Starz Gets Real With Broadband SVOD


Anaheim, Calif.- Beginning next spring, Starz Encore Group and Real Networks Inc. will offer a broadband-based online subscription video-on-demand service.

Only those consumers who already subscribe to the Starz Super Pak premium service will be able to buy movies online, and only if they connect to the Internet through a cable modem or digital-subscriber-line platform.

Customers who sign up for RNI's "SuperPass" premium online-content service, which starts at $9.95, will be offered "Starz on Demand on RealOne" as an add-on, but SuperPass is not a prerequisite to receive the Starz service.

Starz on Demand will be priced competitively with cable SVOD -- around $10 per month, and possibly $2 cheaper if taken with SuperPass -- but specific pricing will not be announced until closer to the service's launch.

The venture was announced at the Western Show here last Wednesday.

Real Networks CEO Rob Glaser said his company is still developing a
'consumer-friendly interface' that will authenticate Starz subscribers. Real has
not yet set a price for SuperPak content and Glaser declined to discuss revenue

A monthly purchase will give subscribers access to a 100-film library.
Consumers will get advance notice of available content, which will allow them to
order films for download during the morning hours.

Films will utilize RealVideo 9, the RealNetworks Media Commerce Suite for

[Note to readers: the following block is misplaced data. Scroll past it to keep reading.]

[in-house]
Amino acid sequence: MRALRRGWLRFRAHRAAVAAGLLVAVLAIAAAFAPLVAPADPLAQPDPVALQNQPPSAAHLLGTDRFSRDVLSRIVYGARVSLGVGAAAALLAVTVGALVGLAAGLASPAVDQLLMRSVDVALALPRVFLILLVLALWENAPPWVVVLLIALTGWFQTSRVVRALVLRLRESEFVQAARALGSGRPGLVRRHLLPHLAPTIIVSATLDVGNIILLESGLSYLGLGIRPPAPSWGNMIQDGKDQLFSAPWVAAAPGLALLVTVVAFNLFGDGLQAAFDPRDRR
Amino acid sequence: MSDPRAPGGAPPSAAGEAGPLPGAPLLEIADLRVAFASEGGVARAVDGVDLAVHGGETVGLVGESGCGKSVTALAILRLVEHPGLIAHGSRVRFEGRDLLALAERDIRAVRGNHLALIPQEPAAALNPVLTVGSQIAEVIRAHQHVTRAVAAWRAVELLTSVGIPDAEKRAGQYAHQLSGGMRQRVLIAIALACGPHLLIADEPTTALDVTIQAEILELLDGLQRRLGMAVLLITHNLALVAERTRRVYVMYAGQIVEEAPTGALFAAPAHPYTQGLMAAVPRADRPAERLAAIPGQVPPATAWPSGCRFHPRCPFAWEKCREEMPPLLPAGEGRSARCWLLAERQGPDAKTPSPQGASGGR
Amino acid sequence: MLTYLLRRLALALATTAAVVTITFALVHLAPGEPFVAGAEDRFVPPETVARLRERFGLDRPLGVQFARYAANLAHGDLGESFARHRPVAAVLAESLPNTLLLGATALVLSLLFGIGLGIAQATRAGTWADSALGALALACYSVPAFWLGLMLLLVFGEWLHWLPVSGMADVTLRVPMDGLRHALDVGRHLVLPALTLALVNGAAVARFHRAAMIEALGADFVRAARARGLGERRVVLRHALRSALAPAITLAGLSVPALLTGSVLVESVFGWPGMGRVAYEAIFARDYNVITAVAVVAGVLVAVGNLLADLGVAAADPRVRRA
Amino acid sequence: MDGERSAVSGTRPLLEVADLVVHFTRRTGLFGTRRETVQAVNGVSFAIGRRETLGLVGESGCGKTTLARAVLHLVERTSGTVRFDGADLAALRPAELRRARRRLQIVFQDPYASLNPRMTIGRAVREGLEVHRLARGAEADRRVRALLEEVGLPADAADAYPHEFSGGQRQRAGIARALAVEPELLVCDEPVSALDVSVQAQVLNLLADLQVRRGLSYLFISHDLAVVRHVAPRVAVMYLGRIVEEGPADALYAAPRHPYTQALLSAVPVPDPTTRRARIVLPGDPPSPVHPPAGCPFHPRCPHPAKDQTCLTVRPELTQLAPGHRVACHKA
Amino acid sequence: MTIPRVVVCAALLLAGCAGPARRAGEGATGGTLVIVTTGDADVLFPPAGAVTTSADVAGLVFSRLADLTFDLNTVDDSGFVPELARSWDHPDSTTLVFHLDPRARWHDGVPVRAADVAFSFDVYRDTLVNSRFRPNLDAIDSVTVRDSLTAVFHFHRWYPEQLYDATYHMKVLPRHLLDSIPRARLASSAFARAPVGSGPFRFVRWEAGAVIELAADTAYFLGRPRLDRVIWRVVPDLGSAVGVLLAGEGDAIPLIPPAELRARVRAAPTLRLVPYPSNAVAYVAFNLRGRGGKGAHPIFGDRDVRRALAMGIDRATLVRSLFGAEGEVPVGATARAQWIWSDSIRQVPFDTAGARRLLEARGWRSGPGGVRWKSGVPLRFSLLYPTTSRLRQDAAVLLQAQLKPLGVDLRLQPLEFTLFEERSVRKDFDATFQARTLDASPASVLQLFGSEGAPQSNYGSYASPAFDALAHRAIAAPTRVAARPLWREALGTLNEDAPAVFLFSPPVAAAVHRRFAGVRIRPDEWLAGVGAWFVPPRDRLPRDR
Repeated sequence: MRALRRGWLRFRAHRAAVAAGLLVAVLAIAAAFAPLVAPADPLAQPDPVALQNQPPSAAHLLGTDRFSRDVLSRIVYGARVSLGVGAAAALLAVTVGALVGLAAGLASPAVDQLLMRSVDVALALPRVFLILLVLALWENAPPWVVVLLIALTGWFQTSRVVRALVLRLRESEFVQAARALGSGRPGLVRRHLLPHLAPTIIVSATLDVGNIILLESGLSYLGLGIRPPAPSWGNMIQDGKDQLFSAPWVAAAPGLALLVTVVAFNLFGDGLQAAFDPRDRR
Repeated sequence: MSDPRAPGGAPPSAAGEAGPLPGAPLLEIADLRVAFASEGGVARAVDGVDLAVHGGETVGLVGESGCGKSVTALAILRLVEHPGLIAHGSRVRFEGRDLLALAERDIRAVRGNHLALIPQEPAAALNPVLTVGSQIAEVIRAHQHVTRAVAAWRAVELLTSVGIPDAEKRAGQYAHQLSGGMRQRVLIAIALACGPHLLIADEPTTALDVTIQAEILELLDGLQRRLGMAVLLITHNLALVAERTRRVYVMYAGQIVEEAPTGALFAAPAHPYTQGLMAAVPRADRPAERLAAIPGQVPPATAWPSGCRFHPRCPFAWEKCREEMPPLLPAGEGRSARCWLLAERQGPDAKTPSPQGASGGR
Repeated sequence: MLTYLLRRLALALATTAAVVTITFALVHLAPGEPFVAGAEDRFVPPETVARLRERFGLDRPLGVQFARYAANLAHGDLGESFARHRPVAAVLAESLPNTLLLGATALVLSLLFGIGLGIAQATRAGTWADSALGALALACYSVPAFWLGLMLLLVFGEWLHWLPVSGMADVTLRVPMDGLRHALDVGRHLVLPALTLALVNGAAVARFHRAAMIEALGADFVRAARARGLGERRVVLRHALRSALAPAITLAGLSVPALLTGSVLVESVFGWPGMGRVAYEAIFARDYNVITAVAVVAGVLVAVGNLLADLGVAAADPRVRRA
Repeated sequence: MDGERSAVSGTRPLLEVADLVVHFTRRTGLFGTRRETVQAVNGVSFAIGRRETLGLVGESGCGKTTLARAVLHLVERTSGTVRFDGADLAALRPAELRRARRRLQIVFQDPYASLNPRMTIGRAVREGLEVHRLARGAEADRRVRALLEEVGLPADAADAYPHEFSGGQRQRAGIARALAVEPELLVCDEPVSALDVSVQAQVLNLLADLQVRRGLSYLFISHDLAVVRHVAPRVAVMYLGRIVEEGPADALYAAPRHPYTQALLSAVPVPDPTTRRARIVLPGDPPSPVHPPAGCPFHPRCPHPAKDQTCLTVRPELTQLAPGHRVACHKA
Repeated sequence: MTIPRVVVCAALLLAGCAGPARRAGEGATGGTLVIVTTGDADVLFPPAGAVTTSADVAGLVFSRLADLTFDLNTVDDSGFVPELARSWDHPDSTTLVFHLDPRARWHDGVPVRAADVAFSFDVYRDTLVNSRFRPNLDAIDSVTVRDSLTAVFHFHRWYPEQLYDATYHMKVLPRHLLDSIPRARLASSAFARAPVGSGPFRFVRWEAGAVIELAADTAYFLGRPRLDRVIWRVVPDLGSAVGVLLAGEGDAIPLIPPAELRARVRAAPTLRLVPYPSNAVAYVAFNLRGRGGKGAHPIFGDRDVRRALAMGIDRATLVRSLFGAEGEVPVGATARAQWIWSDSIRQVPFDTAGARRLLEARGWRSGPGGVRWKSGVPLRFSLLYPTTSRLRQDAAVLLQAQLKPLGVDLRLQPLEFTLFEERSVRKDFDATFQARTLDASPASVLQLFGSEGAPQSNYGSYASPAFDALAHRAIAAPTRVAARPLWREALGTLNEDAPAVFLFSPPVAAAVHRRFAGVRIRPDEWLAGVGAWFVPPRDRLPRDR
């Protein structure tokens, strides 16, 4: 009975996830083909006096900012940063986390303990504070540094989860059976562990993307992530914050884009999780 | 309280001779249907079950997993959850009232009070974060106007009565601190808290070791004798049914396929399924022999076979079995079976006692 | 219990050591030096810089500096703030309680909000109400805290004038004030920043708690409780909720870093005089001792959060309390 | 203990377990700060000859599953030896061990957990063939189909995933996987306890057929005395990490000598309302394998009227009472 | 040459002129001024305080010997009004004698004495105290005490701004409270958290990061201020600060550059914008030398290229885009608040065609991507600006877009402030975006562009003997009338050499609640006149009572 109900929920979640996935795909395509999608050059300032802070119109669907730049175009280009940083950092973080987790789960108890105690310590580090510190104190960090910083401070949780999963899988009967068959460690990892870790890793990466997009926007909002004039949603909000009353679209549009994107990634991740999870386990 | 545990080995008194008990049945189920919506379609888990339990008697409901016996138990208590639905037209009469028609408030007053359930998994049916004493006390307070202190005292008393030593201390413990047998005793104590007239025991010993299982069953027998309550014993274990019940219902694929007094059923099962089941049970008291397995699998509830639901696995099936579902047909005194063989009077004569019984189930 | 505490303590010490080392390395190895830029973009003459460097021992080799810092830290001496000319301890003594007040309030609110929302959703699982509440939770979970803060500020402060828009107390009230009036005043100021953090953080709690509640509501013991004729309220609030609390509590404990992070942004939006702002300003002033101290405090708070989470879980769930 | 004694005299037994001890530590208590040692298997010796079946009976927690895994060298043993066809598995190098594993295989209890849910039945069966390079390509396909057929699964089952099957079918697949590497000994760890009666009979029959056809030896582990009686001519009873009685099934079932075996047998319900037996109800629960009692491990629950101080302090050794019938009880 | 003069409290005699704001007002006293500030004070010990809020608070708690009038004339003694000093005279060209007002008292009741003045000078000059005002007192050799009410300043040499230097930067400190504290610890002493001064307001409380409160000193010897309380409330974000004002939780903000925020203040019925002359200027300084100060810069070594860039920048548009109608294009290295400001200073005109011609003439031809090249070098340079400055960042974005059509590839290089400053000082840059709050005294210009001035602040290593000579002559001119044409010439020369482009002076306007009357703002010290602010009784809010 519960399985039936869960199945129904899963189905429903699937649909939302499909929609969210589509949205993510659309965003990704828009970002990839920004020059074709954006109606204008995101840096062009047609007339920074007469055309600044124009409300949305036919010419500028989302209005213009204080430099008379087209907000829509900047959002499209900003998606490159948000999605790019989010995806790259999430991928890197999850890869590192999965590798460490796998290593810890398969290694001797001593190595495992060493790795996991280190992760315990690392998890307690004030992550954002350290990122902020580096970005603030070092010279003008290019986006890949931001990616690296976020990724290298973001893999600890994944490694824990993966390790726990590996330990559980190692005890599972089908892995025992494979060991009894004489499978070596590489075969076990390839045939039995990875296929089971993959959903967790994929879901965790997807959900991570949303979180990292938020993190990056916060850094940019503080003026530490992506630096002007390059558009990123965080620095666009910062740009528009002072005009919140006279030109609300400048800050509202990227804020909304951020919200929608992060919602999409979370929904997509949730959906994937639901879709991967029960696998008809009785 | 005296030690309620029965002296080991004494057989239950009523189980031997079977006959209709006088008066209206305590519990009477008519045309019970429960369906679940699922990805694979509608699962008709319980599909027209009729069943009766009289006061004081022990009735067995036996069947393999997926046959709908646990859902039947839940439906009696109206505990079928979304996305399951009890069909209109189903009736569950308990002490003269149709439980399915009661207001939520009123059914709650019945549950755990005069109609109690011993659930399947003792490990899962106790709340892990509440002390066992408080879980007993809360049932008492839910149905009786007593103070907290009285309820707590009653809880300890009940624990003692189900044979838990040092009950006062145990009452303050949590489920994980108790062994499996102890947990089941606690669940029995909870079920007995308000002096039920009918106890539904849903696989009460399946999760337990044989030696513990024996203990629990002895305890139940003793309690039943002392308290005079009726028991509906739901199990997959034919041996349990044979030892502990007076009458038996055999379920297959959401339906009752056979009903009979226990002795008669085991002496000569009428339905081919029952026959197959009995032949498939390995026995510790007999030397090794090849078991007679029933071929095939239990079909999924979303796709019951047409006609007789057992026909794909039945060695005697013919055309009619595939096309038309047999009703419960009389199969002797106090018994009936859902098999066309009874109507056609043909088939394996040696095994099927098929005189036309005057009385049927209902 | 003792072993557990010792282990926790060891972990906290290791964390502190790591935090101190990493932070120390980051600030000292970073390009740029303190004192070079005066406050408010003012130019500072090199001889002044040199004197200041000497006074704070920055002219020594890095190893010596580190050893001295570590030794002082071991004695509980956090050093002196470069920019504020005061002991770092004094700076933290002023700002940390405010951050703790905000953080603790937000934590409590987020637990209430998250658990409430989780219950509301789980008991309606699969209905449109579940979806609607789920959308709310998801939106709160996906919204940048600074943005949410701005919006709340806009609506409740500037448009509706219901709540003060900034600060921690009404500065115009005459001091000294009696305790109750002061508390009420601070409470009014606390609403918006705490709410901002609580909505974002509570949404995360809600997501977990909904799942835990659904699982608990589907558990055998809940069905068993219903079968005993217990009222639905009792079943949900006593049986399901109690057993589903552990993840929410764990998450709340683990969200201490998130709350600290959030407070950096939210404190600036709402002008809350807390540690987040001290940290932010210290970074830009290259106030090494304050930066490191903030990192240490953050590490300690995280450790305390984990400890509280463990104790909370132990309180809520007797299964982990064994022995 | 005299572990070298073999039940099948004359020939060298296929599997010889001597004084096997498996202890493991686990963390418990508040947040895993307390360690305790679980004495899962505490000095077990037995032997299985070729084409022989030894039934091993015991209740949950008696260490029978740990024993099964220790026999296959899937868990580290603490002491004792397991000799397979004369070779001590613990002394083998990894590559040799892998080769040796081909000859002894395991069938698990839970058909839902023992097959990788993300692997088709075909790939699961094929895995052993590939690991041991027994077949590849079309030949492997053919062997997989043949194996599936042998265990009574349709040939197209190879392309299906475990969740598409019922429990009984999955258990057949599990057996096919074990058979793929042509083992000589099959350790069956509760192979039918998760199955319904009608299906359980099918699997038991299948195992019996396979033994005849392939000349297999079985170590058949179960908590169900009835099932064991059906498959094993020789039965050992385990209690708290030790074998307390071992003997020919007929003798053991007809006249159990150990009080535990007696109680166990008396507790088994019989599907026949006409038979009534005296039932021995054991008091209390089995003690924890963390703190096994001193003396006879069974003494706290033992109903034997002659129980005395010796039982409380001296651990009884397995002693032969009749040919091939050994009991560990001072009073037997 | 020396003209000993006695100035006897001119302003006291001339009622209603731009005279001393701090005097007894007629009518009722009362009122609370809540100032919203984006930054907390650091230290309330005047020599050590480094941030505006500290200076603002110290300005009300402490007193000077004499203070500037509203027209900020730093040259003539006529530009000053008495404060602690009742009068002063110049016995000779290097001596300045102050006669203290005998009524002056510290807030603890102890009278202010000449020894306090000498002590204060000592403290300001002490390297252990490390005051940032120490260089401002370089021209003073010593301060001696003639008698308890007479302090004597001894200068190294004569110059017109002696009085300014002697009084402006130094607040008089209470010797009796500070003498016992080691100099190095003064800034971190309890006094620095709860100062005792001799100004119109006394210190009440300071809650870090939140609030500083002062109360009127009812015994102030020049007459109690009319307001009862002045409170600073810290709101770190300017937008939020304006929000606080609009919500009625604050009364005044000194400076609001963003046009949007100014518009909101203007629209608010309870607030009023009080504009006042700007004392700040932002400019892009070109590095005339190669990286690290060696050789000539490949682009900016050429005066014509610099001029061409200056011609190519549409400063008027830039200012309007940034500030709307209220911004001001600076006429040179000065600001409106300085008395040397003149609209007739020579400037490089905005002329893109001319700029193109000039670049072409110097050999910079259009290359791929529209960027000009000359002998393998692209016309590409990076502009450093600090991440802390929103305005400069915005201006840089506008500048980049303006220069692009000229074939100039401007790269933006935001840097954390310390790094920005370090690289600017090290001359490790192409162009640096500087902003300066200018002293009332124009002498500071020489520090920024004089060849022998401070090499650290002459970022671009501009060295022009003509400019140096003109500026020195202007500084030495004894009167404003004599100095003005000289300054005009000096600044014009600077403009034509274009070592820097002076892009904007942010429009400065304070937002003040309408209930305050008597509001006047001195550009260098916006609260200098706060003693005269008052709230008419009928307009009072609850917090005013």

security and the RealOne Subscriber Management Platform for order entry and

Glaser said the venture would offer cable operators who have not upgraded
their networks a way to offer SVOD by using cable modems.

Asked why the online venture was not undertaken in conjunction with AOL Time
Warner Inc.'s Road Runner service or other cable high-speed data platforms,
Starz Encore Group chairman and CEO John Sie quipped, 'I like Rob.'

But then Sie alluded to the financial woes engulfing several MSOs, noting,
'With all their problems, I'd never get a deal done.'

The Starz/Real product is similar to the recently launched Movielink, an
Internet VOD venture backed by the major movie studios that also uses Real's
Media Commerce suite. That venture is available to all consumers, but sells
films on a per-title basis for 24-hour viewing windows.

Sie said he believes the online service will help boost demand for high-speed
data connections. It will help cable take a portion of the estimated $28 a month
the top quartile of Starz' customers spends to rent videos each month, he said.

Currently, Real has 850,000 premium subscribers. Some 15 million cable homes
subscribe to Starz Super Pak, but company officials could not say how many of
those homes also have a high-speed connection.

In addition to watching the films on PCs, Starz outlined ways that consumers
could network a PC with a video card to a home TV set. Hardware that allows for
such content sharing would cost subscribers an estimated $40 to $200, in
addition to subscriptions.